The Mission in the News

Jul 18, 2013

Speaker: Healing Process Awaits Abuse Victims

Abuse pierces a person’s very soul, but it does not leave that person without hope, an author and speaker told the audience at Rockford Rescue Mission’s Domestic Violence Event.

Rockford native Bill Harbeck, founder and director of Holding On to Hope Ministries, is a survivor of childhood sexual abuse and the author of “Shattered: One Man’s Journey From Sexual Abuse.” He and his wife, Jillian, have been on the healing path for more than 30 years. Harbeck facilitated the annual event, held July 10 at the Mission. He mentioned five types of abuse: verbal, physical, sexual, neglect/abandonment and spiritual.

Harbeck’s message to victims: There is hope. They do not have to carry the stigma of abuse. But the road to recovery typically is a long one, littered with consequences of the abuse:  feelings of betrayal, powerlessness and ambivalence. 

Ninety percent of abusers are familiar with their victim, Harbeck said. He methodically walked the audience through the “grooming” that takes place by an abuser to gain the victim’s confidence. It begins with keeping small secrets, then increasingly larger secrets, until the shame and guilt are so large that victims often feel responsible for the abuse they are suffering.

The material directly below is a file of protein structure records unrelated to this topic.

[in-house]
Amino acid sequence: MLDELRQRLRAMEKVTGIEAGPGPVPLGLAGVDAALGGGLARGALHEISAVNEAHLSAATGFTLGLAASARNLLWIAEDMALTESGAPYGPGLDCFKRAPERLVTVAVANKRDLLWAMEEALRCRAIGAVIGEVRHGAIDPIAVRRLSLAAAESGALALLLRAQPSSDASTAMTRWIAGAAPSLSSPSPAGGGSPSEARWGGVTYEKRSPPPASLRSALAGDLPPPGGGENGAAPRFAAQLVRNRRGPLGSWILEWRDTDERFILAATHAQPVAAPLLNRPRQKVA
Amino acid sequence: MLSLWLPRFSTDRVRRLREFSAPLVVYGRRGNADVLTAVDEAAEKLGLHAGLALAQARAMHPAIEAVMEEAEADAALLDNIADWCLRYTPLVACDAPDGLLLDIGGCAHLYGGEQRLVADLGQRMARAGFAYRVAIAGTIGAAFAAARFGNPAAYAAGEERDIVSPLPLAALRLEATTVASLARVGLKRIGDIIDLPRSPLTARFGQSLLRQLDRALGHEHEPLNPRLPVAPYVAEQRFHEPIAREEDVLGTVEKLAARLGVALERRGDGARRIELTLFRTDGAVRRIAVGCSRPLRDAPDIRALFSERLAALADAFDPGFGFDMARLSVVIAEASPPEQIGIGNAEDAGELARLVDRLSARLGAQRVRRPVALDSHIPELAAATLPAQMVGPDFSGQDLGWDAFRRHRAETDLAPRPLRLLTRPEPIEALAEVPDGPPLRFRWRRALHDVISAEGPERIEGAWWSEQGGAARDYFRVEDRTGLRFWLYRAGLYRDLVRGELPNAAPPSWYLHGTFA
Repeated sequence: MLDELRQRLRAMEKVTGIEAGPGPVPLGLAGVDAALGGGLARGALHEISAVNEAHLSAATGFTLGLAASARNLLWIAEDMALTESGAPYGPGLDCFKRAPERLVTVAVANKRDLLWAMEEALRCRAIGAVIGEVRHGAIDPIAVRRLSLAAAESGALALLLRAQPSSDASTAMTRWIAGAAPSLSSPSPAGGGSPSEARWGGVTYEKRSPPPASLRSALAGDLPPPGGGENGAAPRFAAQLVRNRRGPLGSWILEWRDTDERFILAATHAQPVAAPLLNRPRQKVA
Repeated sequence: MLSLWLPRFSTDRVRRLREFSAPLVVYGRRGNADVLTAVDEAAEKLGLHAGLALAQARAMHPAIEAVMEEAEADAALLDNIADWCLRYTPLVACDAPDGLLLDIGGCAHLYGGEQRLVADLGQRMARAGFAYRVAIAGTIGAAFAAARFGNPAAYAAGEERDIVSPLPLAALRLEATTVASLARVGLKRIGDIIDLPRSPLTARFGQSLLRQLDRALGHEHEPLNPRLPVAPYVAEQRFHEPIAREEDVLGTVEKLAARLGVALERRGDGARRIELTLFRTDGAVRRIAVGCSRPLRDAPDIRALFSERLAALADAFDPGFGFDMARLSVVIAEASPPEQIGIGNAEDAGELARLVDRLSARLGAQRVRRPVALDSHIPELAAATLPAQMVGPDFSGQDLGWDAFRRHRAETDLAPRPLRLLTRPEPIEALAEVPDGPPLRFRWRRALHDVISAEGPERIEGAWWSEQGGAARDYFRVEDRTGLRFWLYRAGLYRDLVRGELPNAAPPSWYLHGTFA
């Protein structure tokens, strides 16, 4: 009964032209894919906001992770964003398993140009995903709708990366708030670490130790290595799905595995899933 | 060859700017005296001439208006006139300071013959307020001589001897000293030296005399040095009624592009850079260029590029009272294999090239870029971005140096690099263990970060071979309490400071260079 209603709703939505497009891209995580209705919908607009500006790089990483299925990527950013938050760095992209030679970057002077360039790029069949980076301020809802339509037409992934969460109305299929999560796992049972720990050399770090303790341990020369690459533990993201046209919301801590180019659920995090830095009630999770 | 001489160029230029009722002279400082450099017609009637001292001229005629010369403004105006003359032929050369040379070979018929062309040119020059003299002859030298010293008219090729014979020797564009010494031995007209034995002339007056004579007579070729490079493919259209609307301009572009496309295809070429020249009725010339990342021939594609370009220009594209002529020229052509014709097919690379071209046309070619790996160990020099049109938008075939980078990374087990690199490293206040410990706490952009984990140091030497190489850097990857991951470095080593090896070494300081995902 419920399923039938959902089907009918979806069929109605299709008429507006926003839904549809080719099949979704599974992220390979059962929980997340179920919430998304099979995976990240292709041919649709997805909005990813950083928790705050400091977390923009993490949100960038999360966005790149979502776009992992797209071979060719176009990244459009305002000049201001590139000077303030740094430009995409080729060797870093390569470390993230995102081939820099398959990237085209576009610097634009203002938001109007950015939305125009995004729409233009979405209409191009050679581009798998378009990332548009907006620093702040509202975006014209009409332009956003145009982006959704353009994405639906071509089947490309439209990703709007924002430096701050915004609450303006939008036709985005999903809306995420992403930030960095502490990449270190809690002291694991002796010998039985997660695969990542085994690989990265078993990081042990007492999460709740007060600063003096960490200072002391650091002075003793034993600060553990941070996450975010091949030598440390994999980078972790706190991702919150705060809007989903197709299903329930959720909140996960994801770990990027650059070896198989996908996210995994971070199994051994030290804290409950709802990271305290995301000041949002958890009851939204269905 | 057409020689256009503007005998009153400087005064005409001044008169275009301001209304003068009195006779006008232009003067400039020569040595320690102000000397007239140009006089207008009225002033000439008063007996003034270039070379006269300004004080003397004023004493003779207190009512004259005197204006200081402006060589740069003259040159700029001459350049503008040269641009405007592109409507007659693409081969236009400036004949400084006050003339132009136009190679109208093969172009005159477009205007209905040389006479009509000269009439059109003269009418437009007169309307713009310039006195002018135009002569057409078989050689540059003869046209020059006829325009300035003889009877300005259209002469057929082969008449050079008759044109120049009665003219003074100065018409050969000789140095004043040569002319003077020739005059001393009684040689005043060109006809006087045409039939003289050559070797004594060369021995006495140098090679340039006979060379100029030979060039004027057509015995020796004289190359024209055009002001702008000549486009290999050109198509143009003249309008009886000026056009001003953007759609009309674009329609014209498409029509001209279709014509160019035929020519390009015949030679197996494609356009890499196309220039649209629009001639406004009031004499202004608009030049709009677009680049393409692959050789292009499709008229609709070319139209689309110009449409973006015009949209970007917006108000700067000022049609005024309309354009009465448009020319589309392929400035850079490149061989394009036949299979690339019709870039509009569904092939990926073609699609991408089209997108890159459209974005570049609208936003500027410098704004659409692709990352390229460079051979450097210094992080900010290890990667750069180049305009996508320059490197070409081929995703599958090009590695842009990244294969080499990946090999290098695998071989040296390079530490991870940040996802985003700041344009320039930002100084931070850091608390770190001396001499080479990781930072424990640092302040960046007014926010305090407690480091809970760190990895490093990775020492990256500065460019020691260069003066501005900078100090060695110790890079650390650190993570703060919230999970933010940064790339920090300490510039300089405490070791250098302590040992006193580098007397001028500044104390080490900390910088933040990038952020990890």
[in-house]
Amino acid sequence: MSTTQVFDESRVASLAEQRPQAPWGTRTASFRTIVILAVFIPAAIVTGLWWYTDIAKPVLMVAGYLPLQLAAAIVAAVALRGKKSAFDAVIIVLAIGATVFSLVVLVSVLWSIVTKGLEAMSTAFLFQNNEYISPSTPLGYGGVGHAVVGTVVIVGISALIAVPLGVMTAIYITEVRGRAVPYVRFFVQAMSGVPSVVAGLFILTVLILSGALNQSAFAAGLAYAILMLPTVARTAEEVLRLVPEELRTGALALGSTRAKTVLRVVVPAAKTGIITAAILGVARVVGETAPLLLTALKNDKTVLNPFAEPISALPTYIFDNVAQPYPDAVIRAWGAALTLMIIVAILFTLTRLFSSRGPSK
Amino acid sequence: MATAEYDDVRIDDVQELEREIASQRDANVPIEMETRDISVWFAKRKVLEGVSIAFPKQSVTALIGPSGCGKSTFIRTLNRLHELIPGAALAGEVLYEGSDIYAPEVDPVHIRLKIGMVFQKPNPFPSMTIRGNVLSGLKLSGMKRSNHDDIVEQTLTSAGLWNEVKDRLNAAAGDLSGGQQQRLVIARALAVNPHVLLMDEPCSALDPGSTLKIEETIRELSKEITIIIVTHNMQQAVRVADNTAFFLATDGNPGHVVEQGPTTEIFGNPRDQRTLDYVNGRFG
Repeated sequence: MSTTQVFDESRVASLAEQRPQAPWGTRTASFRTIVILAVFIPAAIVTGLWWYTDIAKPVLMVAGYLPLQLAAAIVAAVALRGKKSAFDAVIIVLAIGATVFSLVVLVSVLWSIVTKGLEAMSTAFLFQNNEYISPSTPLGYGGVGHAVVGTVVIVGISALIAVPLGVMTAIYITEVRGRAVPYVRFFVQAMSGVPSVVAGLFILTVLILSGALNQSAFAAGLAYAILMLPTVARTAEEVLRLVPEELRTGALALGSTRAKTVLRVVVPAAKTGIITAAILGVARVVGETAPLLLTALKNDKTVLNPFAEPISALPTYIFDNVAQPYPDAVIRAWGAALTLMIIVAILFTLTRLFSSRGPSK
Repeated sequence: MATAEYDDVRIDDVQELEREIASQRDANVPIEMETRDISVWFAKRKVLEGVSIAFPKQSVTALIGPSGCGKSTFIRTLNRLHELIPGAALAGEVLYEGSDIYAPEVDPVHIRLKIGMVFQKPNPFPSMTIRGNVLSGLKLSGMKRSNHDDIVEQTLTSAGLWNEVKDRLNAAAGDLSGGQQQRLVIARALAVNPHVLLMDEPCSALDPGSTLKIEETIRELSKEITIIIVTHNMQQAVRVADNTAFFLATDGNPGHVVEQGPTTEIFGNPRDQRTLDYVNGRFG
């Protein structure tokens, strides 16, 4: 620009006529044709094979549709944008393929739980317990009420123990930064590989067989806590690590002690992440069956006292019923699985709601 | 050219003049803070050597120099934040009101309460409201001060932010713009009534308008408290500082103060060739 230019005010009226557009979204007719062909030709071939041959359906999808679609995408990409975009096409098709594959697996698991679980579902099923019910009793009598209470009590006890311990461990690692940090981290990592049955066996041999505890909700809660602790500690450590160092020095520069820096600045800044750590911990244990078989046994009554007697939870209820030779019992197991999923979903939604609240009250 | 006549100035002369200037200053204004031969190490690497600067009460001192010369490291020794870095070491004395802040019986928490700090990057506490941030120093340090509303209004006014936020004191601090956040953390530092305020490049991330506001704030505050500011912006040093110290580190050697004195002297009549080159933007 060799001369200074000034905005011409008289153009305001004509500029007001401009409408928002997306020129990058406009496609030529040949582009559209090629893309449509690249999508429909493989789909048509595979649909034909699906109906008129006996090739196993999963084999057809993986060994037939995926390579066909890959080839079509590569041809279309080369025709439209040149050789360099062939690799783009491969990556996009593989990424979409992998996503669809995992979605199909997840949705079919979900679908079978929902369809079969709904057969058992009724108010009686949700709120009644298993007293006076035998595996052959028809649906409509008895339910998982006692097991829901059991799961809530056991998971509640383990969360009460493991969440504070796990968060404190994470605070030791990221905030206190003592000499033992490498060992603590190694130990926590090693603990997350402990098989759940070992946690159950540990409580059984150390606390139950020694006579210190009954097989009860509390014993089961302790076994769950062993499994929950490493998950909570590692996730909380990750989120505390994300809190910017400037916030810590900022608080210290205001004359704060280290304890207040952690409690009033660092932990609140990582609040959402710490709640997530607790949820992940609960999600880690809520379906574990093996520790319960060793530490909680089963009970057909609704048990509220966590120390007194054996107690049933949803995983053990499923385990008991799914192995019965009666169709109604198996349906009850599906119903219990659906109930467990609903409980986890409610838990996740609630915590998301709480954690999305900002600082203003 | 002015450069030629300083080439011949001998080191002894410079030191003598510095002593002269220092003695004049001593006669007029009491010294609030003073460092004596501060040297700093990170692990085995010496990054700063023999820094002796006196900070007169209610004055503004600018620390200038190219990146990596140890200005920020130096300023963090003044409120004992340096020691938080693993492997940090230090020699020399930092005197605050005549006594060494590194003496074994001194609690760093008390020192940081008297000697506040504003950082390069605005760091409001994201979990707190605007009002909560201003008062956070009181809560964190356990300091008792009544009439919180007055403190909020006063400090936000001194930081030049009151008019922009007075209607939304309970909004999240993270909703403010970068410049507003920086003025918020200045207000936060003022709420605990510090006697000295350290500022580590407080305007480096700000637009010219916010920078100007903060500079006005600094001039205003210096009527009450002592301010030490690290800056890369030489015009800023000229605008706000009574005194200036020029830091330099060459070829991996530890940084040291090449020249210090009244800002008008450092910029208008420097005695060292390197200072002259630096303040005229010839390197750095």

The worst thing a victim can do is keep the abuse secret, Harbeck said, relating his own story as a victim of sexual abuse that started when he was 11 and finally stopped at 19.  He kept it hidden for 30 years because of the shame he felt, and then finally told his wife.  

That admission began a long healing process that he said is common for victims. They need time to heal, and often a person regresses in that process before finally moving forward.

Harbeck listed six stages in healing from abuse:

  1. Acknowledge the abuse and stare it down
  2. Find a safe person to tell your story
  3.  Confront the past (mourn)
  4. Tell the story
  5. Repent of wrong strategies
  6. Move forward to forgiveness

Harbeck spoke with passion and conviction, and met with some of the Mission’s program participants afterward.